Reference : Energy-Efficient Spectrum Sensing for Cognitive Radio Networks
Books : Book published as author, translator, etc.
Engineering, computing & technology : Electrical & electronics engineering
http://hdl.handle.net/10993/14536
Energy-Efficient Spectrum Sensing for Cognitive Radio Networks
English
Maleki, Sina mailto [University of Luxembourg > Interdisciplinary Centre for Security, Reliability and Trust (SNT) > >]
Oct-2013
ipskampdrukkers
978-94-6191-913-7
[en] Cognitive radio ; Energy Efficiency ; Spectrum Sensing ; Decision Fusion ; OR Rule ; AND Rule ; K out of N rule ; False alarm ; Detection Theory ; Censoring ; Sleeping ; Sequential Sensing
[en] Dynamic spectrum access employing cognitive radios has been proposed, in order to opportunistically use underutilized spectrum portions of a heavily licensed electromagnetic spectrum. Cognitive radios opportunistically share the spectrum, while avoiding any harmful interference to the primary licensed users. One major category of cognitive radios consists of is interweave cognitive radios. In this category, cognitive radios employ spectrum sensing to detect the empty bands of the radio spectrum, also known as spectrum holes. Upon detection of such a spectrum hole, cognitive radios dynamically share this empty band. However, as soon as the primary user appears in the corresponding band, cognitive radios have to vacate the band and look for a new spectrum hole. This way, reliable spectrum sensing becomes a key functionality of a cognitive radio network.

The hidden terminal problem and fading effects have been shown to limit the reliability of spectrum sensing. Distributed cooperative detection has therefore been proposed to improve the detection performance of a cognitive radio network. In this thesis, a distributed detection scheme based on hard fusion of local results is considered. Each cognitive radio senses the spectrum and sends the result to the fusion center, and there the final decision is made about the presence or absence of the primary user. Note that, in general, cognitive radios are low-power sensors and thus energy consumption becomes a critical issue.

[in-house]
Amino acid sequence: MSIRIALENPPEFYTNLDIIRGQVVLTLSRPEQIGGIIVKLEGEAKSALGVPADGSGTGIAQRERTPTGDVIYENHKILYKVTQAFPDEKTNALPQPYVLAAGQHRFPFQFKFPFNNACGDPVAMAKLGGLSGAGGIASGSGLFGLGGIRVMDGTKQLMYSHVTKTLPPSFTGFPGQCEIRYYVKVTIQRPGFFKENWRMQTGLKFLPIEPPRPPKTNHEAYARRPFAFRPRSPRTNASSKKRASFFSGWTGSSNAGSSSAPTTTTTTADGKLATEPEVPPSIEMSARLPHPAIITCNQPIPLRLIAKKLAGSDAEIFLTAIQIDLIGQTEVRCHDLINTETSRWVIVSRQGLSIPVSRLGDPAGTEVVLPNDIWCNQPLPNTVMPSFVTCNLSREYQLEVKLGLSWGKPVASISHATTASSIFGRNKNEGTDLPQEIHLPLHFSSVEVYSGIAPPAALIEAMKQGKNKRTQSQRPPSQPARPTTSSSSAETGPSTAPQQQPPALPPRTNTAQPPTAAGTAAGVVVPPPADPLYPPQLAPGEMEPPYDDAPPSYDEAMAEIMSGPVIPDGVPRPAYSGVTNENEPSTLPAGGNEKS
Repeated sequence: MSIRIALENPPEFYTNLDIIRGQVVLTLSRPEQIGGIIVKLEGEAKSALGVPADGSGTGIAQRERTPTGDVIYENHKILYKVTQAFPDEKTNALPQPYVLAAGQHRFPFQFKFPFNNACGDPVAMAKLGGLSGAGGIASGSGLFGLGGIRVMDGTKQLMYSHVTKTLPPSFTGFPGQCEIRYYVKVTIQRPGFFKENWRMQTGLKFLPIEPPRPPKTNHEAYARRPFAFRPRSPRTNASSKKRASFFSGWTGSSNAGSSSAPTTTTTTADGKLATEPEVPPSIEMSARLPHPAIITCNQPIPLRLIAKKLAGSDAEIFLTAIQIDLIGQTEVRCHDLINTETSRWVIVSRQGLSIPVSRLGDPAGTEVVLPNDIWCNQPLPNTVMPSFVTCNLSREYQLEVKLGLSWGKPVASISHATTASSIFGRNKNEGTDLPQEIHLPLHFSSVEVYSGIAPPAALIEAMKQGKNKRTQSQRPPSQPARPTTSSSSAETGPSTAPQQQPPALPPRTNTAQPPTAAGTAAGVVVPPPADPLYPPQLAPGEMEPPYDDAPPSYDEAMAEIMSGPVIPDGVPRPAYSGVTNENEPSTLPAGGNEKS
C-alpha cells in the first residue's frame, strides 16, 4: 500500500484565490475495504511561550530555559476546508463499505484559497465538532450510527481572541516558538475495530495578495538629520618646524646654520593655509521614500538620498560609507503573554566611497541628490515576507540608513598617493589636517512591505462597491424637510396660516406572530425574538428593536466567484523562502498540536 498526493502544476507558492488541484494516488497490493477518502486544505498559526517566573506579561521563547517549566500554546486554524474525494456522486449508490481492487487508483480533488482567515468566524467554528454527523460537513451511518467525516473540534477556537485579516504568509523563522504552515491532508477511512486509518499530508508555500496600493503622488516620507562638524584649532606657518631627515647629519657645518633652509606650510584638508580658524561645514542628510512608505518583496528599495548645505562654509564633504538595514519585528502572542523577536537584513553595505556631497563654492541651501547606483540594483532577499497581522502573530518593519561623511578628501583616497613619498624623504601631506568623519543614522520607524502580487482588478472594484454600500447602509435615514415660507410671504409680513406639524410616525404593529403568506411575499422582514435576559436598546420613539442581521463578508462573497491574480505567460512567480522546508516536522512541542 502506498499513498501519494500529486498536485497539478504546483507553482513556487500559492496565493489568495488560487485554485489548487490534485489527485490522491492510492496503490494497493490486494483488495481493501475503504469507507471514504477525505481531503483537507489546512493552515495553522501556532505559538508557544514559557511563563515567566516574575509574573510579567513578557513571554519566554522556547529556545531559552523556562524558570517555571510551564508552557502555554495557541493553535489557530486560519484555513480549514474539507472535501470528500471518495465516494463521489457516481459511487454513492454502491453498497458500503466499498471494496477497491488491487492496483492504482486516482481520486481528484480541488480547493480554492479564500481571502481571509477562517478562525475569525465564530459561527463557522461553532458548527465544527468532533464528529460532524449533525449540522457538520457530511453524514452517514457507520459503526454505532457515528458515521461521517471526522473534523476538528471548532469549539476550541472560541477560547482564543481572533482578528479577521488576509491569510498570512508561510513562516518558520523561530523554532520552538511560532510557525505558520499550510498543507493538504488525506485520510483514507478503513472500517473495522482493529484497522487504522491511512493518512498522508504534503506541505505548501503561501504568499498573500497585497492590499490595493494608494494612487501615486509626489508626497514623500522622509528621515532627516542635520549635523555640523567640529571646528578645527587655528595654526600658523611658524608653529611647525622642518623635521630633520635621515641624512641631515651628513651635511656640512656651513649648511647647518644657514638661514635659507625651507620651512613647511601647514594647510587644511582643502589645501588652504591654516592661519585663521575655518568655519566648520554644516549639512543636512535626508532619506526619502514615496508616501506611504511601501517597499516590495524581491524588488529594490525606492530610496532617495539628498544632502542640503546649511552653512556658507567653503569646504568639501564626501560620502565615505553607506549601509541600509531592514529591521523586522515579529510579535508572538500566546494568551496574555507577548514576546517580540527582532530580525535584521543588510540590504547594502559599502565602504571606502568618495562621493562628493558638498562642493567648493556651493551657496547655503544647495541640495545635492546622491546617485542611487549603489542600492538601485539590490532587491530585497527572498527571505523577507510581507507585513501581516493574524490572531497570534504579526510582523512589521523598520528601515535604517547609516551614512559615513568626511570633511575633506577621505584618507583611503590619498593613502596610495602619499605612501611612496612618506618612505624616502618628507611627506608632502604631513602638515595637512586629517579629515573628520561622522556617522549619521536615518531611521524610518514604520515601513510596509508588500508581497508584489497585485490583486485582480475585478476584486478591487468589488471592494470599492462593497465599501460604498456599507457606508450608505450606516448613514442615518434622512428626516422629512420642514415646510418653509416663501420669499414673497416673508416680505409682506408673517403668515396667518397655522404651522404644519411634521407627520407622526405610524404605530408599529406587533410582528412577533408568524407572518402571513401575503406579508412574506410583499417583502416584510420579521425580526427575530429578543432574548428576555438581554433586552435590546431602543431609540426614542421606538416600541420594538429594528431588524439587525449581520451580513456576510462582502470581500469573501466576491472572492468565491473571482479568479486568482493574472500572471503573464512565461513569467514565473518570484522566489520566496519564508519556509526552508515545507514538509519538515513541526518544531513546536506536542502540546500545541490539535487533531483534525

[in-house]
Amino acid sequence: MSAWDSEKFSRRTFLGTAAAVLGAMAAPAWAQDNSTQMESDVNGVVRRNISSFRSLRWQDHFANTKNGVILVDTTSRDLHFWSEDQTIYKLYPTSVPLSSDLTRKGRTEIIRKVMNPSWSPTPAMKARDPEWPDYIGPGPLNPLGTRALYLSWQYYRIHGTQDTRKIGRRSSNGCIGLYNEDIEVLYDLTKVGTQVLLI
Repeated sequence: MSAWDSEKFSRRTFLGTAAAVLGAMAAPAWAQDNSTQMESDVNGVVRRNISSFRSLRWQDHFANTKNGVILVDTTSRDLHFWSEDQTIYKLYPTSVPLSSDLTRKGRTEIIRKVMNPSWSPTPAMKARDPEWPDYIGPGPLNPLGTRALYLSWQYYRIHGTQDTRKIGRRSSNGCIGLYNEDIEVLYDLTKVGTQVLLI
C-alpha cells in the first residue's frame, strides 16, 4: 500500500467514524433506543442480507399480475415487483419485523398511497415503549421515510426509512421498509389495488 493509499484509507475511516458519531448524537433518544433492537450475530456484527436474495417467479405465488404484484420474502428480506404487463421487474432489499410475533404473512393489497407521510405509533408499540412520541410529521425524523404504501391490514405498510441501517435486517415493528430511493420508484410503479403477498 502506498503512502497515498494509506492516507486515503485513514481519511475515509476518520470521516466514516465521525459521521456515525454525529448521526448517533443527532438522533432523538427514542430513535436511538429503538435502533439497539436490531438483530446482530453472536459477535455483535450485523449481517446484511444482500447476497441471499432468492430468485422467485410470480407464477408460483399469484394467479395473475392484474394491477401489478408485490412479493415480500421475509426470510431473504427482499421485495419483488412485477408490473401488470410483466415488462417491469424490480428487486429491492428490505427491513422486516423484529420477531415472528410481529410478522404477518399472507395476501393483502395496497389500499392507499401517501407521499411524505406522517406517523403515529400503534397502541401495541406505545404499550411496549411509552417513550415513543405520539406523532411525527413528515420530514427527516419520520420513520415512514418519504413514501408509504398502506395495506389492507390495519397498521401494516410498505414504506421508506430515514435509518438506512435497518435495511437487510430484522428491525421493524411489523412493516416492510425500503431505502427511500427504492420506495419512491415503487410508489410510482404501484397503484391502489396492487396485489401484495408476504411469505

In this thesis, several energy-efficient approaches are proposed, in order to minimize the maximum average energy consumption per sensor, while satisfying the sensing reliability of the cognitive radio network. The sensing reliability is defined by a lower bound on the probability of detection and an upper bound on the probability of false alarm. This way, the primary user is protected from the cognitive radio transmitter’s interference and also the chance of losing spectrum access through erroneous detection of the primary user in an empty band is constrained. First, a censoring scheme is considered where cognitive radios send their results to the fusion center only if they are deemed to be informative. Second, a combined censoring and truncated sequential sensing scheme is depicted which is shown to be more energy-efficient than the former case due to the sensing energy reduction. And third, a combined censoring and sleeping scheme is discussed where on top of censoring, each cognitive radio switches off its sensing module with a specific sleeping rate, in order to save energy both on transmission and sensing. It is shown that all the proposed schemes, particularly combined censoring and sleeping as well as censored truncated sequential sensing delivers significant energy savings. Further, we conclude that when a cognitive radio system is appropriately well-designed in terms of energy efficiency, increasing the number of cooperative cognitive sensors, not only improves the detection performance, but also reduces the average energy consumption of individual cognitive radios.

Finally, an optimal fusion strategy for energy-constrained hard-fusion based cognitive radio networks is presented, which optimizes the network throughput subject to a constraint on the average energy consumption of individual radios and a constraint on the amount of interference to the primary user. It is shown that the majority rule is either optimal or close to optimal in terms of the network throughput.
http://hdl.handle.net/10993/14536

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